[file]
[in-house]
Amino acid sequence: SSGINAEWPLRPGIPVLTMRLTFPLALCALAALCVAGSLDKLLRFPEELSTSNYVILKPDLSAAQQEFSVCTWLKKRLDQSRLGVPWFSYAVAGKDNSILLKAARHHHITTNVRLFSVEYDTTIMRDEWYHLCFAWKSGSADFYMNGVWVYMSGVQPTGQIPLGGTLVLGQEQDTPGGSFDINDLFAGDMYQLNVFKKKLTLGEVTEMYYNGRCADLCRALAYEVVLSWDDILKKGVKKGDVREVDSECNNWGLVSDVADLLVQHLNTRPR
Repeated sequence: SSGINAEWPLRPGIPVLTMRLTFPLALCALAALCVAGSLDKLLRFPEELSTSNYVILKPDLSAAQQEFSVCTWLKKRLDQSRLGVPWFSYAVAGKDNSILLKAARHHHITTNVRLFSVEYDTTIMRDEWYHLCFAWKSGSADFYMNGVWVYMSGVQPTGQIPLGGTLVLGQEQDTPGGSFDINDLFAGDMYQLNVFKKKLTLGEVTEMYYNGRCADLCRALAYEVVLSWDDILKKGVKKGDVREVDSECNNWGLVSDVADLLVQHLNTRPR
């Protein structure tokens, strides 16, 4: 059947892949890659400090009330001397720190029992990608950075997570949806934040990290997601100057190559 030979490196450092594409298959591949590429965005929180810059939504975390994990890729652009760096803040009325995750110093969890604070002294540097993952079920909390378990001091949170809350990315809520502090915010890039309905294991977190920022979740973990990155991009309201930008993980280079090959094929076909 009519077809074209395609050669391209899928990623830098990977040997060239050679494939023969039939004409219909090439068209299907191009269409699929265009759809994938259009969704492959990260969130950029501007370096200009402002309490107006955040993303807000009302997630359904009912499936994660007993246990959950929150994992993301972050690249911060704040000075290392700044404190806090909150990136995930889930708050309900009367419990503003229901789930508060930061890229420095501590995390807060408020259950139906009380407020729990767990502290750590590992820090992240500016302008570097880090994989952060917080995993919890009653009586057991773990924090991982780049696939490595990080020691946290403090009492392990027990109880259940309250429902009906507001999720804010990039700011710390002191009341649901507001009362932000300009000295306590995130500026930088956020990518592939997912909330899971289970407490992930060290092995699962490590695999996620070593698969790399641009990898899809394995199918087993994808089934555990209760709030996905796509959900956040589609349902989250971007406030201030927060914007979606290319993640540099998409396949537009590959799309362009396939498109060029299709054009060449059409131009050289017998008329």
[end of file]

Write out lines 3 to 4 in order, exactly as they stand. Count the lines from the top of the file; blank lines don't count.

Repeated sequence: SSGINAEWPLRPGIPVLTMRLTFPLALCALAALCVAGSLDKLLRFPEELSTSNYVILKPDLSAAQQEFSVCTWLKKRLDQSRLGVPWFSYAVAGKDNSILLKAARHHHITTNVRLFSVEYDTTIMRDEWYHLCFAWKSGSADFYMNGVWVYMSGVQPTGQIPLGGTLVLGQEQDTPGGSFDINDLFAGDMYQLNVFKKKLTLGEVTEMYYNGRCADLCRALAYEVVLSWDDILKKGVKKGDVREVDSECNNWGLVSDVADLLVQHLNTRPR
């Protein structure tokens, strides 16, 4: 059947892949890659400090009330001397720190029992990608950075997570949806934040990290997601100057190559 030979490196450092594409298959591949590429965005929180810059939504975390994990890729652009760096803040009325995750110093969890604070002294540097993952079920909390378990001091949170809350990315809520502090915010890039309905294991977190920022979740973990990155991009309201930008993980280079090959094929076909 009519077809074209395609050669391209899928990623830098990977040997060239050679494939023969039939004409219909090439068209299907191009269409699929265009759809994938259009969704492959990260969130950029501007370096200009402002309490107006955040993303807000009302997630359904009912499936994660007993246990959950929150994992993301972050690249911060704040000075290392700044404190806090909150990136995930889930708050309900009367419990503003229901789930508060930061890229420095501590995390807060408020259950139906009380407020729990767990502290750590590992820090992240500016302008570097880090994989952060917080995993919890009653009586057991773990924090991982780049696939490595990080020691946290403090009492392990027990109880259940309250429902009906507001999720804010990039700011710390002191009341649901507001009362932000300009000295306590995130500026930088956020990518592939997912909330899971289970407490992930060290092995699962490590695999996620070593698969790399641009990898899809394995199918087993994808089934555990209760709030996905796509959900956040589609349902989250971007406030201030927060914007979606290319993640540099998409396949537009590959799309362009396939498109060029299709054009060449059409131009050289017998008329």